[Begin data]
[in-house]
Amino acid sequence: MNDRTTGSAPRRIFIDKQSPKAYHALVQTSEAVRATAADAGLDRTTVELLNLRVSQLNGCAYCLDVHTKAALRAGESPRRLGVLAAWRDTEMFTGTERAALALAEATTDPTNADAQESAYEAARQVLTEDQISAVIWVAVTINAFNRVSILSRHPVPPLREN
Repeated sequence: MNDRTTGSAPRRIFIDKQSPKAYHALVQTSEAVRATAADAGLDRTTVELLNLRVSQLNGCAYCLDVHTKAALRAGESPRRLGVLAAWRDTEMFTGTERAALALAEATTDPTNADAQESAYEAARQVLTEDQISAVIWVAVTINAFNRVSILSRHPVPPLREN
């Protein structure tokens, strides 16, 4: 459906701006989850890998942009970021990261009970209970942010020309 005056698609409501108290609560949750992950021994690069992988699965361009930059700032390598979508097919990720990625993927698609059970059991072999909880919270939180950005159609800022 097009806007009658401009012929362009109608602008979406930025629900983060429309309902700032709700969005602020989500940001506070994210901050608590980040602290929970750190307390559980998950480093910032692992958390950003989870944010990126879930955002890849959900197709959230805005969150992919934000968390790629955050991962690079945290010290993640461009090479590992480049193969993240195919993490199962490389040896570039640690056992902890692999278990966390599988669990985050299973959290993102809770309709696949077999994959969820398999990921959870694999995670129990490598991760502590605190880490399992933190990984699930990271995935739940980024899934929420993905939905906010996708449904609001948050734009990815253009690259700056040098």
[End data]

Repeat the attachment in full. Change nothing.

[in-house]
Amino acid sequence: MNDRTTGSAPRRIFIDKQSPKAYHALVQTSEAVRATAADAGLDRTTVELLNLRVSQLNGCAYCLDVHTKAALRAGESPRRLGVLAAWRDTEMFTGTERAALALAEATTDPTNADAQESAYEAARQVLTEDQISAVIWVAVTINAFNRVSILSRHPVPPLREN
Repeated sequence: MNDRTTGSAPRRIFIDKQSPKAYHALVQTSEAVRATAADAGLDRTTVELLNLRVSQLNGCAYCLDVHTKAALRAGESPRRLGVLAAWRDTEMFTGTERAALALAEATTDPTNADAQESAYEAARQVLTEDQISAVIWVAVTINAFNRVSILSRHPVPPLREN
């Protein structure tokens, strides 16, 4: 459906701006989850890998942009970021990261009970209970942010020309 005056698609409501108290609560949750992950021994690069992988699965361009930059700032390598979508097919990720990625993927698609059970059991072999909880919270939180950005159609800022 097009806007009658401009012929362009109608602008979406930025629900983060429309309902700032709700969005602020989500940001506070994210901050608590980040602290929970750190307390559980998950480093910032692992958390950003989870944010990126879930955002890849959900197709959230805005969150992919934000968390790629955050991962690079945290010290993640461009090479590992480049193969993240195919993490199962490389040896570039640690056992902890692999278990966390599988669990985050299973959290993102809770309709696949077999994959969820398999990921959870694999995670129990490598991760502590605190880490399992933190990984699930990271995935739940980024899934929420993905939905906010996708449904609001948050734009990815253009690259700056040098």